Secondly, it's always the prerogative of the organizer or the funder who they choose to invite. For instance, if the festival is being done on government money, the government has a right to veto someone it perceives as inimical to its interests. We all like freedom of speech but no one wants to bite the hand that feeds it aka ruffle the main sponsors whether that's a media giant or the government or a mining conglomerate. That's just the reality on the ground and we would be naïve to pretend that was not the case.

And third there might well have been a paperwork problem here if the district authorities thought a book fair was happening and not realized a literary festival was also planned. In India, there's always a form that should have been filled out. There might be a perfectly real bureaucratic step the Lucknow festival had missed.

The Bollywood/politician invitee is a given and it's silly to pretend otherwise.

But by canceling the festival midway the authorities have presented themselves with a perception problem.

The perception is that the Lucknow festival is being made to pay for inviting the likes of Kanhaiya Kumar. The perception is that free speech is again under attack this time in a literary festival. The perception is that this is a warning shot to other festivals that invite the likes of Kanhaiya Kumar. Do so at your own risk.

The fact is other festivals have invited him and lived to tell the tale. The events have passed off without incident. In a country where literary festivals are now a dime a dozen, most make no news. By their ham-handed show of authority, the Lucknow administration has turned a small literary festival into a news event.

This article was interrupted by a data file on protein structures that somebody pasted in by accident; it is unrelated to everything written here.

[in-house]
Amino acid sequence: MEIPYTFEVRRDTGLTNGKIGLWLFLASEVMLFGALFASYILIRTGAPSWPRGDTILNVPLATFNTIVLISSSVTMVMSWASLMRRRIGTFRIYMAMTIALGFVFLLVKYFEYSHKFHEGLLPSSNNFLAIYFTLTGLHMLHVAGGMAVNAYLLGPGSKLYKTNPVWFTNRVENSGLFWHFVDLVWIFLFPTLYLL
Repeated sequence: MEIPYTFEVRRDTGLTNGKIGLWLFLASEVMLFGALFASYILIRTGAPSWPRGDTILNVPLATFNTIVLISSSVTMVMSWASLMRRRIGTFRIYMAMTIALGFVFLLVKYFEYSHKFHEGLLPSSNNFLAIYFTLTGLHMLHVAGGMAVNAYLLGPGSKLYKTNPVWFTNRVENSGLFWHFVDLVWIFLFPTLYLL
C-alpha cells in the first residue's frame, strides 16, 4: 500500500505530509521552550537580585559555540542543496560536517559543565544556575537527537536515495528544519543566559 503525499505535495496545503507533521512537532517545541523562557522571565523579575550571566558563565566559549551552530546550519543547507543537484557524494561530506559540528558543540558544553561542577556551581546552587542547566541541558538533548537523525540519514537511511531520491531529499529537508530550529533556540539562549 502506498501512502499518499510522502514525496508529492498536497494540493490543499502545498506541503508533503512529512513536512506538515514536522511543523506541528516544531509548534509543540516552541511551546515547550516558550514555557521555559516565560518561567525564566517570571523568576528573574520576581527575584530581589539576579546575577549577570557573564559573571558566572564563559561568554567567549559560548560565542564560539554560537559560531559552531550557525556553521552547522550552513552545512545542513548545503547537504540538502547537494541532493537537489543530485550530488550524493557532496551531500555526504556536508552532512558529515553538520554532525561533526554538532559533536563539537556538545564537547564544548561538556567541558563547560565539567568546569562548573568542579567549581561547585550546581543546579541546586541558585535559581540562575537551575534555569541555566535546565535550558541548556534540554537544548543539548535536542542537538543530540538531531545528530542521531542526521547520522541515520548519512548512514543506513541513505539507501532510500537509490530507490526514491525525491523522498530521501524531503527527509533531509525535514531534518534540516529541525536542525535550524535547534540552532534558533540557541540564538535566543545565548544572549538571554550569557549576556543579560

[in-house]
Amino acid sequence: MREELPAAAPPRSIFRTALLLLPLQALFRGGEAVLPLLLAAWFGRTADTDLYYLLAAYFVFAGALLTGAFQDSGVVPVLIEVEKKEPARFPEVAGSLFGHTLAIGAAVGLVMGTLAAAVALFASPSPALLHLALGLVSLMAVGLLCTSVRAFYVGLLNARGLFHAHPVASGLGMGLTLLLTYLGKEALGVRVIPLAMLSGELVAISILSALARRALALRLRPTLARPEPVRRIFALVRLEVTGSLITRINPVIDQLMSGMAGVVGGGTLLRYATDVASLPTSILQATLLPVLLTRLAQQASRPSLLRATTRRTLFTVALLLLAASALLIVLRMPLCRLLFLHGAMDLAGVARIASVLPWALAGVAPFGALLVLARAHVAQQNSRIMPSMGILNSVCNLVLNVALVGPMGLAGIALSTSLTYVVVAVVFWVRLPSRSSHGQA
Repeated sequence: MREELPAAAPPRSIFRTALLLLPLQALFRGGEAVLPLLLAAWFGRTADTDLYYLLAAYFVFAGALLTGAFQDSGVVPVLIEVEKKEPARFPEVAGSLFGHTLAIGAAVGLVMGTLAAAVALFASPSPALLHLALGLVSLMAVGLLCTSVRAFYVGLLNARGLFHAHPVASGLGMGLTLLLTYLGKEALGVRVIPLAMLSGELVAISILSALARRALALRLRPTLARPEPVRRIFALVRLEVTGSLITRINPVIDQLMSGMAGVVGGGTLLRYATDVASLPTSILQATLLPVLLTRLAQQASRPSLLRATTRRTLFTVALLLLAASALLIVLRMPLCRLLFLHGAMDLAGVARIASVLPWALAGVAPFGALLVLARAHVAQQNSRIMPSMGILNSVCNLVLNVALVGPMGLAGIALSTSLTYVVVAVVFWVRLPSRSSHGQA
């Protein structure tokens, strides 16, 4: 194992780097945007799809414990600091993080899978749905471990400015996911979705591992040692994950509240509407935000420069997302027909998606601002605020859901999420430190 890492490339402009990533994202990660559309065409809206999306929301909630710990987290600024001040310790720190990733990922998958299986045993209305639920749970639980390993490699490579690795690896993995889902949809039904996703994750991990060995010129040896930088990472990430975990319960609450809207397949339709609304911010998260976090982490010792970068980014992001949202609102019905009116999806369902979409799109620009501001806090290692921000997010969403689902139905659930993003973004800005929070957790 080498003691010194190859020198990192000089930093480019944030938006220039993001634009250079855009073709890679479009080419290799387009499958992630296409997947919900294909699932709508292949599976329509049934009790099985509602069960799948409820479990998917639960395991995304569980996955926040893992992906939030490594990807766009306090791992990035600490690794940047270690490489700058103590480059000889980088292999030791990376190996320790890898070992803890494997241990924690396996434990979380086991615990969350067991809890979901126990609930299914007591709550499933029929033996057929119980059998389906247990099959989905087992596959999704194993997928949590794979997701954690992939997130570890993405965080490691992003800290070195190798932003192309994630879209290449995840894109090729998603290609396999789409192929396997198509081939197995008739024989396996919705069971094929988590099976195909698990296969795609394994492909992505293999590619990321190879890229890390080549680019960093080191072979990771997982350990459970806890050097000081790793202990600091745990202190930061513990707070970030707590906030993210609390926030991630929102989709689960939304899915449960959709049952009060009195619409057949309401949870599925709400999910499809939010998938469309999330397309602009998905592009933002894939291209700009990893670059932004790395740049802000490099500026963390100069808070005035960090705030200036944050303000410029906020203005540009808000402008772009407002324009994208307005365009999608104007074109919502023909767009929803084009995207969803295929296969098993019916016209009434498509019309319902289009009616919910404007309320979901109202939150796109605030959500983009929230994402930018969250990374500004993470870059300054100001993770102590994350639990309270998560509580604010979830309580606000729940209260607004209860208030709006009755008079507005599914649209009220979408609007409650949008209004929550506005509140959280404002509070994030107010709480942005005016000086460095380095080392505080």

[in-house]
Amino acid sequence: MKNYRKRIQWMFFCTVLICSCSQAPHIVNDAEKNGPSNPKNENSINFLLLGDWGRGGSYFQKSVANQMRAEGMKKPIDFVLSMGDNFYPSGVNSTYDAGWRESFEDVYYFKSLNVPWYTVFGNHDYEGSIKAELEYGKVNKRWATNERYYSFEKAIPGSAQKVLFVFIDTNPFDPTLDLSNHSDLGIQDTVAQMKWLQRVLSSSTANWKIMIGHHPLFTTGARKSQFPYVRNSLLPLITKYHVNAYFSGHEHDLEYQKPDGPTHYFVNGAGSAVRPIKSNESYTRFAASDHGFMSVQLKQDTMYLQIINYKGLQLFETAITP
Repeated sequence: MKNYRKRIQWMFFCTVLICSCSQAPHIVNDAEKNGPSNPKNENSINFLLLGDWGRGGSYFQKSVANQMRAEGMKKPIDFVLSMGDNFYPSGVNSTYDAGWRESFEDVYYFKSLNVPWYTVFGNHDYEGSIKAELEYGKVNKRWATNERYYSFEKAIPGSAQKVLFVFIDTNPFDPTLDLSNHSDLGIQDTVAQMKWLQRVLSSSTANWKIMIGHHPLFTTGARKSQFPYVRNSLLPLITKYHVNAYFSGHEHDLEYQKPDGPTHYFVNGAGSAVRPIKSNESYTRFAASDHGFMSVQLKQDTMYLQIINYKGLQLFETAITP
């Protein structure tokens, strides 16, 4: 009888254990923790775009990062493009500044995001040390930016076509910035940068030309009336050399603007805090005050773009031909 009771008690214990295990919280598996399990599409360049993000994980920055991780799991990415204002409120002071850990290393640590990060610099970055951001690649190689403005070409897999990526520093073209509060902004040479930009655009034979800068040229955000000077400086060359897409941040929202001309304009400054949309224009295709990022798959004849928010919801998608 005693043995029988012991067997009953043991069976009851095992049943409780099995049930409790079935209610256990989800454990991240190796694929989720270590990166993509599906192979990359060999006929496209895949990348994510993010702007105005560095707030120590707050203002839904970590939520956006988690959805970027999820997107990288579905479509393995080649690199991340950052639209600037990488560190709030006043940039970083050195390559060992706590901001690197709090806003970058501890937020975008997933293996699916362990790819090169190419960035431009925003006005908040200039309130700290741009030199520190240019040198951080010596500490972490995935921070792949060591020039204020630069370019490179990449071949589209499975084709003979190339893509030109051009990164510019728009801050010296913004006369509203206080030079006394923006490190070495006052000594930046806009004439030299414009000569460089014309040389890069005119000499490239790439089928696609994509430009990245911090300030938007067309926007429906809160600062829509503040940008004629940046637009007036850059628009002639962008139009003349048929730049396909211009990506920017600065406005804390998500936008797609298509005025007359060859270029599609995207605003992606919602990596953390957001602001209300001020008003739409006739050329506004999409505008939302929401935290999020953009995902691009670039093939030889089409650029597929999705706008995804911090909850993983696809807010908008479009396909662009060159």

By their ham-handed show of authority, the Lucknow administration has turned a small literary festival into a news event.

Now Kanhaiya Kumar's barbs aimed at the government and the powers that be are being reported again in media. Piyush Srivastava reports that Kumar lost no opportunity to take digs at the government.

Asked about his marriage plans, he said "I will not hide my marriage from anyone like our PM if I tie the knot." He pointed out that some of the protesters had been taking selfies while chanting slogans and hoped that a literary festival would not become a "selfie-taking platform" the way the Prime Ministers converts every programme into one. And he did not spare the state's chief minister either saying Ram left his kingdom to be an ascetic in the forest, while in UP the chief minister "discarded an ascetic's life to be a ruler."

There's nothing particularly new about the barbs. If protesters had not decided to come and chant slogans Kumar's remarks, if they had ignored someone who at the end of the day is a student leader, his comments would probably not gone much beyond the venue. But thanks to the administration's actions they have now become national news. That's the problem with showing the iron fist so readily. The administration gives out the appearance of being both vindictive and afraid of someone who at the end is a mere student leader. Now Kanhaiya Kumar gets headlines like "I am ready to face bullets, no one can stop me from expressing myself" while the authorities look like a thin-skinned censor-in-chief.

The authorities wanted to send out a message. But the one that went out might not be the one they intended.